UNSW’s annual waterbird survey – a unique dataset that allows scientists to monitor more than 50 species, and assess the health of rivers and wetlands – kicked off in early October. Even though it’s all a little bit different to previous years, due to COVID-19 restrictions, the team has already made interesting observations onboard the small plane that’s taking them across huge parts of Australia in search of waterbirds.
"Our 39th year of survey is underway with some considerable challenges around COVID restrictions, given we are trying to survey wetlands and waterbirds across a third of the continent, including four states. It's also been a wet year so far – so there’s likely to be lots of water around,” says Professor Richard Kingsford.
Every year, Prof. Kingsford and his team from UNSW Science’s Centre for Ecosystem Science (CES) with project coordinator Dr John Porter from the NSW Department of Planning, Industry and Environment (DPIE) spend more than a hundred hours conducting the Eastern Australian Waterbird Survey – one of the largest wildlife surveys in Australia. They survey major wetland sites across eastern Australia, including the Murray-Darling Basin, providing invaluable information on the ecosystem health of wetlands and rivers.
Aerial survey of waterbirds provides one of the few quantitative, large scale biodiversity datasets that can monitor changes in the distribution and abundance of 50 waterbird species, including threatened species, and the health of rivers and wetlands.
Senior Scientist Dr John Porter from DPIE, who has flown on the surveys for 33 years, says the project is not just about scientific monitoring but is crucial to managing the wetlands of Eastern Australia.
“The survey is a really great example of a large-scale, long-term monitoring program that’s delivered insights and informed policy decisions on managing habitats, environmental water flows and wildlife,” Dr Porter says.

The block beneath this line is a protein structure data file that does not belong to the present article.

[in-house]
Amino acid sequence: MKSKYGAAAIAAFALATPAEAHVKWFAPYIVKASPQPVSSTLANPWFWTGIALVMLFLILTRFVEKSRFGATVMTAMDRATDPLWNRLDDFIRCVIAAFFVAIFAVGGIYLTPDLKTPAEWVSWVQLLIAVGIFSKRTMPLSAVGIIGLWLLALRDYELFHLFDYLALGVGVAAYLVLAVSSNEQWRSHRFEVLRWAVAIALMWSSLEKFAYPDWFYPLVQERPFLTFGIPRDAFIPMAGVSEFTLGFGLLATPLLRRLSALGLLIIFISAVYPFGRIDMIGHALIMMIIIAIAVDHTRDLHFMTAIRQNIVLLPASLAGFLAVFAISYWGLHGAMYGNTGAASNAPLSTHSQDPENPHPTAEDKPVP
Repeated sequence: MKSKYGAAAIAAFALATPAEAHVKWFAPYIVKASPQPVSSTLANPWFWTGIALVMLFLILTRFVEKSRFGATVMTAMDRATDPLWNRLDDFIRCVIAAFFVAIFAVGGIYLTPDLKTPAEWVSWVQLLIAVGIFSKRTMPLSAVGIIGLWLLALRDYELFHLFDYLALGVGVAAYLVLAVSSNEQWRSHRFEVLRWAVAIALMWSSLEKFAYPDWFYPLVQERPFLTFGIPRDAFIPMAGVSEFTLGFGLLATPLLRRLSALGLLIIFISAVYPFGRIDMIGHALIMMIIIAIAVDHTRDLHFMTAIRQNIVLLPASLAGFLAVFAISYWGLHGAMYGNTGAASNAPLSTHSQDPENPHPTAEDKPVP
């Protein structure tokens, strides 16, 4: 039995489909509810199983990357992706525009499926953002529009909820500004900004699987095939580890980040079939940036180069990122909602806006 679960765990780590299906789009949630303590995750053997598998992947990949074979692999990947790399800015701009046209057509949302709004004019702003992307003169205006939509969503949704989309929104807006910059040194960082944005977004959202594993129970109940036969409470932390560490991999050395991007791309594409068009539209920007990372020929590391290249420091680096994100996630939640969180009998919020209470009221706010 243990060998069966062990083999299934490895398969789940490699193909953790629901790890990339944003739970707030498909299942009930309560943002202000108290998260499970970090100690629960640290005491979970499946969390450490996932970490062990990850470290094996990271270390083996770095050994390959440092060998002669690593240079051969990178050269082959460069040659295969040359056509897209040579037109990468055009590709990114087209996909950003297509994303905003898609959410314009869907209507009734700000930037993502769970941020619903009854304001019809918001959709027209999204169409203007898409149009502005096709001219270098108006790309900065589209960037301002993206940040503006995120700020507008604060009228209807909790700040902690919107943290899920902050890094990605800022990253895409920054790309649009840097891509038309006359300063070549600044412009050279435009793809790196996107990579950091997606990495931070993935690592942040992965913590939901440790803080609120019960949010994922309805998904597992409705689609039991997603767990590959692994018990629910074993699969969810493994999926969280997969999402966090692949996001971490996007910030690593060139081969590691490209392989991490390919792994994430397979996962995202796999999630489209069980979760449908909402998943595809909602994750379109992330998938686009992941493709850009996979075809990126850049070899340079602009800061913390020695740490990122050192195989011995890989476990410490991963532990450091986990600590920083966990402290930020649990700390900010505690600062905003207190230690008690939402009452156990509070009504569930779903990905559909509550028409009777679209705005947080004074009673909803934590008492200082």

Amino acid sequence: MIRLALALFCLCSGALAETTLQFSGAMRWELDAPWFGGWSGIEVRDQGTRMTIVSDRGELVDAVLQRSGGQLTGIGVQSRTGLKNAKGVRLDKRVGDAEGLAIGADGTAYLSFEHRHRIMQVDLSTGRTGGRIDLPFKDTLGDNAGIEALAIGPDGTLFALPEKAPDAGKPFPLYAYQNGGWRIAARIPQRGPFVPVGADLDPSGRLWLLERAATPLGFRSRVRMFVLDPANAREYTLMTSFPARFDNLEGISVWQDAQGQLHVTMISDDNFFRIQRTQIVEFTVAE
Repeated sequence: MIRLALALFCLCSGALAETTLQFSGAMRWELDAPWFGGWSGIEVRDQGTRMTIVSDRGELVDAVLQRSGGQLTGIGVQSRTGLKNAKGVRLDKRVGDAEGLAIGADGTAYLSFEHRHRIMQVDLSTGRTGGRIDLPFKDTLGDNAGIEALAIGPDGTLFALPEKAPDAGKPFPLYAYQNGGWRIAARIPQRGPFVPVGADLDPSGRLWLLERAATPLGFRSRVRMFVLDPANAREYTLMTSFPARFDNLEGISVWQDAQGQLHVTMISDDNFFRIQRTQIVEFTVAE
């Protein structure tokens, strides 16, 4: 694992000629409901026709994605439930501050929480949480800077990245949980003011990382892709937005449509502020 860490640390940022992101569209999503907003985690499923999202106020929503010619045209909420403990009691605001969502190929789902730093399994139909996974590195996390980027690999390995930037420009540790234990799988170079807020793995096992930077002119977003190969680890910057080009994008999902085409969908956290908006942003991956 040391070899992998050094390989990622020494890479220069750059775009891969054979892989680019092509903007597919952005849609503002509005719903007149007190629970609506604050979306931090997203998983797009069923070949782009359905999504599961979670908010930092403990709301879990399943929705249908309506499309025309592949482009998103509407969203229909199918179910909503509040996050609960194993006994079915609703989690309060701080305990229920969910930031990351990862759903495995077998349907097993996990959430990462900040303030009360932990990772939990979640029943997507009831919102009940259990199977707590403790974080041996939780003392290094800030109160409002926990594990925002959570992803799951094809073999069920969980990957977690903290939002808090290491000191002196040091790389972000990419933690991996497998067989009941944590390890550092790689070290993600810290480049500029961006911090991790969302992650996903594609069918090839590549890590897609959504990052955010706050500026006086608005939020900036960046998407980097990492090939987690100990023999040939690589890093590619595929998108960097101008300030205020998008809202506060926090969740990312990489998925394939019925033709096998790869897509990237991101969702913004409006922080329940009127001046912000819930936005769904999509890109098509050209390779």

On day one, the team surveyed Coolmunda Dam. The dam was full but did not have as many waterbirds as in the dry years, when it's a major refuge – but there were flocks of grey teal and different cormorant species.
The Bulloo River is one of the team’s favourites: it’s picturesque and one of the few largely free flowing rivers, with very little river extraction. As a result, it is very healthy from an ecological point of view. This river then pours out on a massive floodplain, the Bulloo Overflow, filling the two Bulloo Lakes in Queensland and then into NSW to supply the newly established Narriearra National Park, near Tibooburra.
“Even though the lakes had quite a bit of water this year, there were relatively few waterbirds,” Prof. Kingsford says. “We saw a few flocks of grey teal, black duck, glossy ibis, and pelicans. There were also up to 50 brolgas, which looked great – but not the thousands of waterbirds that we usually observe on these two lakes.”
Peery Lake is part of the Paroo-Darling National Park, a wetland of international importance under the Ramsar Convention. “Peery Lake had many more waterbirds than last year, likely because it was very shallow, allowing thousands of pink-eared ducks to feed on the small invertebrates that this specialist waterbird depend on,” Prof. Kingsford says. “There were also grey teal, a few freckled ducks and the odd swan.”
Lake Wyara, the salt lake of the Currawinya Lakes, is one of the most important wetlands for waterbirds on this continent. “Surveying it this year was amazing,” Prof. Kingsford says. “It was some time since we'd seen so many waterbirds on the lake. It was a wonderful opportunity to count this amazing lake – exhausting work but also exhilarating. We were flat out counting as fast as we possibly could with so many waterbirds in such dense numbers.”
There were up to a 100,000 waterbirds or more on this lake, including thousands of pink-eared ducks, Eurasian coot, hardheads, and black swans with hundreds of cygnets. There was also a colony of up to 50 breeding Australian pelicans on the lake, along with quite a few swan nests.
If you want to follow along as the scientists wing their way across a third of Australia, you can catch up on each day's flying on the team’s blog.